REVIEW: The Great Escape
I’m not sure we’ll get every story of heroism, bravery, and ingenuity that made World War II so endlessly fascinating, but by now we seem to have gotten the best of them. The war had a scope involving millions of people on a global scale never seen before so the stories of the atrocities and acts of mercy continue to be uncovered and justly celebrated. And yet, one of the most enduring tales was not about a battle. Instead, the true story of the massive escape from Germany’s Stalag Luft III demonstrates a never-say-die attitude that demoralized the enemy. Thinking themselves clever, the Nazis collected their most troublesome prisoners and placed them in one facility, thinking they would be able to keep a better eye on them. They were all officers and treated a such, with the expectation that they would not cause trouble.
What the Germans forgot was that a prisoner’s first job was to escape and that’s exactly what these disciplined, highly-trained and clever men managed to do. It was an international effort that saw them survey and engineer three tunnels (cheekily nicknamed Tom, Dick, and Harry) that would allow 250 soldiers flee captivity. Paul Brickhill who was there, immortalized the effort in his 1950 nonfiction account The Great Escape.
It was a story ripe for Hollywood but studio after studio turned it down until finally John Sturges finally convinced United Artists to finance the production. Sturges both produced and directed from a screenplay credited to James Clavell, W.F. Burnett, and Walter Newman. Compromises had to be mader to make it palatable to Hollywood and its audiences. The American POWs who helped dig the tunnels were relocated seven months before the escape so reality was twisted to keep the yanks on hand. Additionally, characters became composites of real people, so it had the look and feel of what happened without the exact details.
The film is headlined by Steve McQueen, looming large in the marketing but small in the grand scheme of things, James Garner, Richard Attenborough, James Donald, Charles Bronson, Donald Pleasance, James Coburn, and David McCallum. (McCallum at the time was married to future Star Trek guest star Jill Ireland, who fell in love with Bronson during the shoot.) The Stalag was reconstructed with frightening attention to detail in Bavaria and the film benefitted from a fine Elmer Bernstein score. Technical advisor Wally Floody, a former prisoner at the dreaded place, was stunned at how real it felt.
A movie about digging tunnels for much of its 172 minutes might sound dull, but Sturges kept thigns interesting by showing how the men forged bonds and overcame fear and adversity. None of the characters were especially deep but all were idiosyncratic enough to remain interesting. Some action pieces, such as the iconic motorcycle, were added. When released in 1963, it was a surprise hit and has showed enduring staying power, referenced in countless pop culture sources and is credited as an inspiration for the questionable sitcom Hogan’s Heroes.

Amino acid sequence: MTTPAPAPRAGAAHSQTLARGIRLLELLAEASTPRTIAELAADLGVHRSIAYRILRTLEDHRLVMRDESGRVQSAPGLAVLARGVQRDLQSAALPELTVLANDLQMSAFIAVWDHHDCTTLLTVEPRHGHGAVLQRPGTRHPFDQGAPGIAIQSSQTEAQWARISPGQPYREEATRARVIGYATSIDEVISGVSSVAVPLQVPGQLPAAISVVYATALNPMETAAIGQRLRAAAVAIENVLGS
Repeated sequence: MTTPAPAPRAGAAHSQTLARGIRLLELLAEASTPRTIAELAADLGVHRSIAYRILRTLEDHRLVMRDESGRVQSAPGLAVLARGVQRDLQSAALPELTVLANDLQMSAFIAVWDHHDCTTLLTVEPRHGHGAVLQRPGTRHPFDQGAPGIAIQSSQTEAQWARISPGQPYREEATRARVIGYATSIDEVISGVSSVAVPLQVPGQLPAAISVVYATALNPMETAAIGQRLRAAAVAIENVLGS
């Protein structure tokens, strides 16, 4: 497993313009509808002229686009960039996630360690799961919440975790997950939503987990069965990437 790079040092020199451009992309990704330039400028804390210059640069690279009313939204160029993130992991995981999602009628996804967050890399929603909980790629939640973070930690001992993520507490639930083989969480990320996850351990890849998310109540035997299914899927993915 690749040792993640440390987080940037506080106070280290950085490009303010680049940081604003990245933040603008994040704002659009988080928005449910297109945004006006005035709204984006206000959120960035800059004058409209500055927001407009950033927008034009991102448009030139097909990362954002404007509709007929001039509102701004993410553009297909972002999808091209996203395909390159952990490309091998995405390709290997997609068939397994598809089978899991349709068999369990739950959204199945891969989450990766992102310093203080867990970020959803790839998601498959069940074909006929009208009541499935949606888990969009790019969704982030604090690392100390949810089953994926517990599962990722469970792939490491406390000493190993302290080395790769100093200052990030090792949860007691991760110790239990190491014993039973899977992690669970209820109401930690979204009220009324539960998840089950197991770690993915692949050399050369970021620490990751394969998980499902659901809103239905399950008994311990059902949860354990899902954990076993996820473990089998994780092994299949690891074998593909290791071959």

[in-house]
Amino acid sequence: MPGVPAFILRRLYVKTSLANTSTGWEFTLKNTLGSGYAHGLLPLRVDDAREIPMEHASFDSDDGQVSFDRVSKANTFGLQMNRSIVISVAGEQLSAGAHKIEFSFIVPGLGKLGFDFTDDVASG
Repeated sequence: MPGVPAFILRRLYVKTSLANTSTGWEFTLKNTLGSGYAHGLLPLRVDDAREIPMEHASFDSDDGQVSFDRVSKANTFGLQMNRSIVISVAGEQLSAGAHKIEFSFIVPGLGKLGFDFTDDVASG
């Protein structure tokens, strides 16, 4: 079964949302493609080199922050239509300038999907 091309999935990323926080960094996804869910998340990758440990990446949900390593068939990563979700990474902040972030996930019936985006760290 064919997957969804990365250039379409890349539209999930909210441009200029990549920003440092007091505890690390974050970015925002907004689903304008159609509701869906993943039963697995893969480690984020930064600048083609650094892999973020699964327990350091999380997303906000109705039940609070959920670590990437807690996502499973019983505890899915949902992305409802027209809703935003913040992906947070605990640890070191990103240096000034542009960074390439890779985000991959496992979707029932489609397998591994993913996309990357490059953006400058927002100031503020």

Now 50 years old, the film remains entertaining viewing and 20th Century Home Entertainment has just released it on Blu-ray for the first time. Unfortunately, they did not use the occasion to remaster the film; merely transfer it from the 2004 two-disc release. As a result, it looks fine but should look better.
The film was great fun and serious drama but it won no awards except from the men who were there, who later told Sturges what a fine job he did. Those anecdotes, recorded in 1974, survive on one of the many commentary tracks that were also ported over from the last release. Coupled with the fine lossless DTS-HD MA 5.1 audio, it is satisfactory but not what the movie and today’s viewers deserve.
The bonus features from the 2004 release are here with the exception of the trivia track and the photo gallery. But we do get:
Commentary with Director John Sturges, Cast and Crew, as Steven Jay Rubin, author of Combat Films: American Realism, 1945-1970, stitches together a series of interviews into this track. He managed to speak with Sturges in 1974 and later Coburn, Garner, McCallum, Pleasance, Jud Taylor, Sturges’ former assistant Robert Relyea, stuntman Bud Ekins, art director Fernando Carrere, and McQueen’s one-time manager Hilly Elkins.
The Great Escape: Bringing Fact to Fiction (12:21) which originally ran on History Channel, narrated by Burt Reynolds.
The Great Escape: The Flight to Freedom (9:22): Another History Channel featurette compares the reality versus the Hollywood version of events.
The Great Escape: A Standing Ovation (5:58): Another History Channel featurette examining the 1963 reaction by POWs to the film.
The Great Escape: The Untold Story (50:47): Made for British audiences, this used a mix of interviews and re-enactments.
The Great Escape: The Untold Story—Additional Interviews (9:35).
The Real Virgil Hilts: A Man Called Jones (25:01): American Army pilot David Jones, who participated in the famed Doolittle Raid, was the template for McQueen’s character and gets a nice profile here.
Return to The Great Escape (24:09): Rubin directed this 1993 Showtime entry with Garner, Pleasance and Coburn, reminiscing.
Original Theatrical Trailer (2:42)